6. Joseph L. Badaracco Jr., Defining Moments: When Managers Must Choose Between Right and Right (Boston: Harvard Business School Press, 1997).

  7. Walt Sutton, Leap of Strength: A Personal Tour Through the Months Before and Years After You Start Your Business (Los Angeles: Silver Lake Publishing, 2000), 97.

  8. David Wolfenden, DMB, interview by author, August 19, 2002.

  9. The term emotional intelligence was popularized in the late 1990s by Daniel Goleman. In his first book on the subject, Emotional Intelligence, Goleman argues that EQ is a better predictor of achievement than IQ. As he defines it, emotional intelligence is "the capacity for recognizing our own feelings and those of others, for motivating ourselves, and for managing emotions well in ourselves and in our relationships" (317). In his model, there are five measurable areas of emotional intelligence: self-awareness, self-regulation, motivation, empathy, and social skills. Later empirical work by Goleman and others suggests that emotional intelligence is highly correlated with effective business leadership—greater than IQ, schooling, income, or other more traditional drivers of success.

  10. Howard Gardner, Intelligence Reframed (New York: Basic Books, 1999), 126–128.

  11. Craig Weber, president of Weber and Associates, interview by author, April 24, 2003.

  12. Joseph L. Badaracco Jr., Leading Quietly (Boston: Harvard Business School Press, 2002), 9.

Chapter 7

  1. From Eudora's Web site, http://www.eudora.com/email/features/moodwatch.html.

  2. David Kaufer, "Flaming: A White Paper," June 2000, 5.

  3. Craig Weber, president of Weber and Associates, interview by author, April 24, 2003.

  4. Ibid.

  5. From http://www.rogen.com, http://www.goldhaber.com.

  6. See my working paper "Trust-Based Marketing: Building Winning Brands with Clarity and Purpose," at http://www.johnmarchica.com.

  7. Theodore Levitt, The Marketing Imagination, expanded ed. (New York: Free Press, 1986), 111.

  8. Paul Lukas, "Johnson & Johnson: Medicine Men," http://www.fortune.com, April 18, 2003.

  9. Richard Alsop, "Scandal-Filled Year Takes Toll on Firms," Wall Street Journal, February 12, 2003.

Chapter 8

  1. Craig Weber, president of Weber and Associates, interview by author, April 24, 2003.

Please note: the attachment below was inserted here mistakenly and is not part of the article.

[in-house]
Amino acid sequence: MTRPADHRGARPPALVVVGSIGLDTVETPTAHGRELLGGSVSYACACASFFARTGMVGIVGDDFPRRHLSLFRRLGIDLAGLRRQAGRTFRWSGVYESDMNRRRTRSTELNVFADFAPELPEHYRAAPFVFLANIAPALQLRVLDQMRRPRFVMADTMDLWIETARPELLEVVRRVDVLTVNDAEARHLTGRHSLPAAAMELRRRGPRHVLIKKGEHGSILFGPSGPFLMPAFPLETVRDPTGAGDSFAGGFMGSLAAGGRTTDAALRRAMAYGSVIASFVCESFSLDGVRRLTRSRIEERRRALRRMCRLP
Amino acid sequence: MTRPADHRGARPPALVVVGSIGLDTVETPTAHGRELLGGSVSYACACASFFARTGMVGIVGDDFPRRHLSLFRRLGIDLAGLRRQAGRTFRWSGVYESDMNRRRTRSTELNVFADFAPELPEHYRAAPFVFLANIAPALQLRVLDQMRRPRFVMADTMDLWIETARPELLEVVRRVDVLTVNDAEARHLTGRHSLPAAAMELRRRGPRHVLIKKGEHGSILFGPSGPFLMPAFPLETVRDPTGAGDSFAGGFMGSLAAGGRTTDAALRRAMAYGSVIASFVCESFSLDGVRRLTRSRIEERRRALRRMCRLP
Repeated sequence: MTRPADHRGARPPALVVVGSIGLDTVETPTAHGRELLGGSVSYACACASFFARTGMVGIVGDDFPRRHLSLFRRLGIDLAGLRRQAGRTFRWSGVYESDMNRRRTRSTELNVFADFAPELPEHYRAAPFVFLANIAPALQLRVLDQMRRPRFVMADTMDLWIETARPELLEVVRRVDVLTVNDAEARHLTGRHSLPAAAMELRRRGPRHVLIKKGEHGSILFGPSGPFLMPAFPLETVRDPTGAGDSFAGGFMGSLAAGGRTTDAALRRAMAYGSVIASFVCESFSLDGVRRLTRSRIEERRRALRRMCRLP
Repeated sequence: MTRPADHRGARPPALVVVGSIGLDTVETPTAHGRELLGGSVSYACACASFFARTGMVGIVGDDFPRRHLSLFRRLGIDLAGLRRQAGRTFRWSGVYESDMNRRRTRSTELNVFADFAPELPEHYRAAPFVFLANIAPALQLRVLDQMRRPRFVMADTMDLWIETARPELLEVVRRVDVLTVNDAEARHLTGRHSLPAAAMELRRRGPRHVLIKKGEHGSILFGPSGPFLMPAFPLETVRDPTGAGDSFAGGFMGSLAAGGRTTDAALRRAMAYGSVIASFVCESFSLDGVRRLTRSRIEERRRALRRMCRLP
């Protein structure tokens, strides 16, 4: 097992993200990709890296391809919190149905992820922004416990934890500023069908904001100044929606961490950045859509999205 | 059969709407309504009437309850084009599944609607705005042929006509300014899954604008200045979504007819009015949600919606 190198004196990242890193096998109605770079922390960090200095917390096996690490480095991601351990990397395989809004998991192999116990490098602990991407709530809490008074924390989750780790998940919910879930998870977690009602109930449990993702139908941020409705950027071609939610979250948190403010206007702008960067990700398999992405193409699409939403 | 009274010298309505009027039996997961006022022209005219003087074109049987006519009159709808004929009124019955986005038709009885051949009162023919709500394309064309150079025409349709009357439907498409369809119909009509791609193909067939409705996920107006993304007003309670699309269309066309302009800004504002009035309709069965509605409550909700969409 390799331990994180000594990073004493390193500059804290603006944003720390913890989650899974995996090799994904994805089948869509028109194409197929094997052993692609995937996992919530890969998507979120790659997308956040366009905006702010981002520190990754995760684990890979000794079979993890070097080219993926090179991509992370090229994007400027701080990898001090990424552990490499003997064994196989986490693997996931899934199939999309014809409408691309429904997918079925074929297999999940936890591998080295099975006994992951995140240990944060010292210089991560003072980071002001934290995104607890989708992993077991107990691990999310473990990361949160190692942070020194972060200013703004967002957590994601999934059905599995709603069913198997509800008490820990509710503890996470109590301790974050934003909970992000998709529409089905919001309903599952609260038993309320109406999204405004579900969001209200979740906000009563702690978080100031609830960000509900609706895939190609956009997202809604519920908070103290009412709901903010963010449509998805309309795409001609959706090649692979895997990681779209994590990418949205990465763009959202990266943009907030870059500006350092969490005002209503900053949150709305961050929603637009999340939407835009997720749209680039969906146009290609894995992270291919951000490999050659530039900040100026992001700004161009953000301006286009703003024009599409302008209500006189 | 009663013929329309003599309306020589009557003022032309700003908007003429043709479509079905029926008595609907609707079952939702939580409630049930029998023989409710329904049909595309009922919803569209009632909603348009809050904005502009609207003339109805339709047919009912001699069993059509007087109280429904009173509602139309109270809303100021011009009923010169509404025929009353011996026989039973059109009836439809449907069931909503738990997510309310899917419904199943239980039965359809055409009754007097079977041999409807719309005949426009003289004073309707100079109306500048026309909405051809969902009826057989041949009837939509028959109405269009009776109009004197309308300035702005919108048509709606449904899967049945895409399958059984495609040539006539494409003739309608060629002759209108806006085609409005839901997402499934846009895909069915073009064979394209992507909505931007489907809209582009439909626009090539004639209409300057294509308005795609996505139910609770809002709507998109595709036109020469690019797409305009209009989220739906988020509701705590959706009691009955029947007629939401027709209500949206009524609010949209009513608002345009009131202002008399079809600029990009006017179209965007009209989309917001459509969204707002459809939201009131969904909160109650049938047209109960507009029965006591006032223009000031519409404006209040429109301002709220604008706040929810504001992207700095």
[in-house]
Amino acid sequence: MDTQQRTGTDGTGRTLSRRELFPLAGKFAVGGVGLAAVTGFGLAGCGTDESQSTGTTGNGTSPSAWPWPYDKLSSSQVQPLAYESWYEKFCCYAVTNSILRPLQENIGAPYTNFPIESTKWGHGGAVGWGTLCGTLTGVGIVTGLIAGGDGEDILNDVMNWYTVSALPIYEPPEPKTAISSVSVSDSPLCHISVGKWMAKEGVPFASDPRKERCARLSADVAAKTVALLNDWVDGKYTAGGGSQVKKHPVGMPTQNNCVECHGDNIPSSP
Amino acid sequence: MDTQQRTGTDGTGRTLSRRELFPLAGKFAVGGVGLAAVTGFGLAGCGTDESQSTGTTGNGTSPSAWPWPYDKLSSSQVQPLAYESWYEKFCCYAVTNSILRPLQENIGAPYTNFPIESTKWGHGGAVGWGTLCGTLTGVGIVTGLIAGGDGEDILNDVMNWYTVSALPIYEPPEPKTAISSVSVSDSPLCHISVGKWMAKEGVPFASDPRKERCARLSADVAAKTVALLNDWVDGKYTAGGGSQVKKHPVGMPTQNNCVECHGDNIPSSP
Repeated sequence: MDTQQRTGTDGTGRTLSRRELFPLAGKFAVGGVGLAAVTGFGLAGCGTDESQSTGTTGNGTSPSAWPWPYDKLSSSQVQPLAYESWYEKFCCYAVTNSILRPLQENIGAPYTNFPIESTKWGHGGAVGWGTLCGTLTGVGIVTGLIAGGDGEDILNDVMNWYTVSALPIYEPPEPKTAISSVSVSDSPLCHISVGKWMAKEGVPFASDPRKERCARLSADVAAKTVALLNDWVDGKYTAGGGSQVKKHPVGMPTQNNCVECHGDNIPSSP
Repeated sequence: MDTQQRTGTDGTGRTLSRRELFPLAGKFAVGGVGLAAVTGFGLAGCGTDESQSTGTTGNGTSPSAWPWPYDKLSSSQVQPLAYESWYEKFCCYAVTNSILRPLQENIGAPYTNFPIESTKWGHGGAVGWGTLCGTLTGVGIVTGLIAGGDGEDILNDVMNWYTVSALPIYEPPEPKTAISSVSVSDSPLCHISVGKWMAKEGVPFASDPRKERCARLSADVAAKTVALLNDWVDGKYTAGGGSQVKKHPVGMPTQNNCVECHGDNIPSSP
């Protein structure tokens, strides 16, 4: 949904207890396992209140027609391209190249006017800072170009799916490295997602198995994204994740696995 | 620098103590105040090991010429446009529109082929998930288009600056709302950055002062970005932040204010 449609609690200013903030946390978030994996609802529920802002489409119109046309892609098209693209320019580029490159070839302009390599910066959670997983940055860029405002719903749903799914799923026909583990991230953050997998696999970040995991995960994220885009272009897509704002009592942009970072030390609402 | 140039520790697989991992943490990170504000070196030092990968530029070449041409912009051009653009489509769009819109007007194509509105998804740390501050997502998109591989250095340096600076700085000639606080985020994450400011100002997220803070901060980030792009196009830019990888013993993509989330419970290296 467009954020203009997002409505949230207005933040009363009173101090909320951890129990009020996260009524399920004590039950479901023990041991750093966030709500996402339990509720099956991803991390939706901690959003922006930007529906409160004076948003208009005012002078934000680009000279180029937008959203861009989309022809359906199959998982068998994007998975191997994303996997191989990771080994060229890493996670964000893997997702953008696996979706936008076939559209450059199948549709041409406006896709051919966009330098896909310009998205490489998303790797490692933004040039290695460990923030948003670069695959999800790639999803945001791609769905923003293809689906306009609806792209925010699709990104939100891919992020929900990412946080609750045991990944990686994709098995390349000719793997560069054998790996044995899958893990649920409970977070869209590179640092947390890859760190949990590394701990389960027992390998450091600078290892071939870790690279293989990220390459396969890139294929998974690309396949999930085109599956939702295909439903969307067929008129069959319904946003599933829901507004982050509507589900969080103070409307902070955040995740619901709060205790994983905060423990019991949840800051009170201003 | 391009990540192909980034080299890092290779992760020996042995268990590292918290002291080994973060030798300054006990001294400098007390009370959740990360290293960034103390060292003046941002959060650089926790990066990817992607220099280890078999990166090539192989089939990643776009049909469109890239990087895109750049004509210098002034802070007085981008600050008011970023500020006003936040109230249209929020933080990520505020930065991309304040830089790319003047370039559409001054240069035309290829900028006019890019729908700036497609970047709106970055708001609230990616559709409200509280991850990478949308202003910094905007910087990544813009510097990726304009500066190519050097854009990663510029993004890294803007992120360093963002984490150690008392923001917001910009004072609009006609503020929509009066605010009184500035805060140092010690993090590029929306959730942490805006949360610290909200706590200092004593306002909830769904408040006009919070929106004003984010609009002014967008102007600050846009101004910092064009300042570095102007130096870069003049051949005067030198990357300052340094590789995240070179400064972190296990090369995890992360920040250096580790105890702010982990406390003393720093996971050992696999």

2. Douglas Stone, Bruce Patton, and Sheila Heen, Difficult Conversations: How to Discuss What Matters Most (New York: Penguin Books, 1999), xvi-xvii.

  3. William Ury, Getting Past No: Negotiating Your Way from Confrontation to Cooperation, rev. ed. (New York: Bantam Books, 1993), 16.

  4. Some of the best work on dealing with organizational conflict is from Chris Argyris, a member of the Harvard faculty with joint appointments in education and business. Through his extensive research on organizational dynamics, Argyris acknowledges the problem of prescriptive, step-by-step advice on dealing with problems between people. He advises uncovering what is below the surface: the things people think but don't say, the mental models we assume as fact but are untested assumptions; the willingness to challenge and be challenged. See also the work of the Harvard Negotiation Project and, specifically, Douglas Stone, Bruce Patton, and Sheila Heen, Difficult Conversations: How to Discuss What Matters Most (New York: Penguin Books, 1999), for an excellent guide to handling the most challenging workplace and personal conflicts.

  5. Thomas F. Crum, The Magic of Conflict (New York: Touchstone, 1987), 49.

  6. Kirk Blackard and James Gibson, Capitalizing on Conflict: Strategies and Practices for Turning Conflict to Synergy in Organizations (Palo Alto, CA: Davies-Black Publishing, 2002), 4.

Chapter 9

  1. John A. Byrne, "The Economic Drag of CEO Funk," http://www.businessweek.com, February 27, 2003.

  2. Jeffrey E. Garten, "Listen Up, Execs: Playing It Safe Won't Cut It," BusinessWeek, March 3, 2003, 28.

  3. Ibid.

  4. Jane Black, "Where ‘Think Different’ Is Taking Apple," http://www.businessweek.com, August 5, 2003.

  5. "Apple Launches the iTunes Music Store," Apple Computer press release, April 28, 2003.

  6. Black, "Where ‘Think Different’ Is Taking Apple."

  7. Devin Leonard, "Songs in the Key of Steve," http://www.fortune.com, April 28, 2003.

  8. Gary Hamel and Erick Schoenfeld, "Why It's Time to Take a Risk," Business 2.0 (April 2003): 63–68.

Chapter 10

  1. "CEO and President Gerard J. Arpey's Press Conference Remarks," American Airlines press release, April 25, 2003.

  2. Colleen Barrett, interview by author, March 13, 2003. All remarks by Barrett in this chapter are from this interview.

  3. Wade Goodwyn, "Profile: Success of Southwest Airlines," NPR, December 4, 2002.

  4. John Birger, "The 30 Best Stocks," Money (fall 2002): 90.

  5. From http://www.southwest.com.

Conclusion

  1. Marvin Bower, The Will to Manage: Corporate Success Through Programmed Management (New York: McGraw-Hill/The Marvin Bower Trust, 1966), 113.

  2. Peter M. Senge, The Fifth Discipline: The Art and Practice of the Learning Organization (New York: Currency Doubleday, 1990), 11.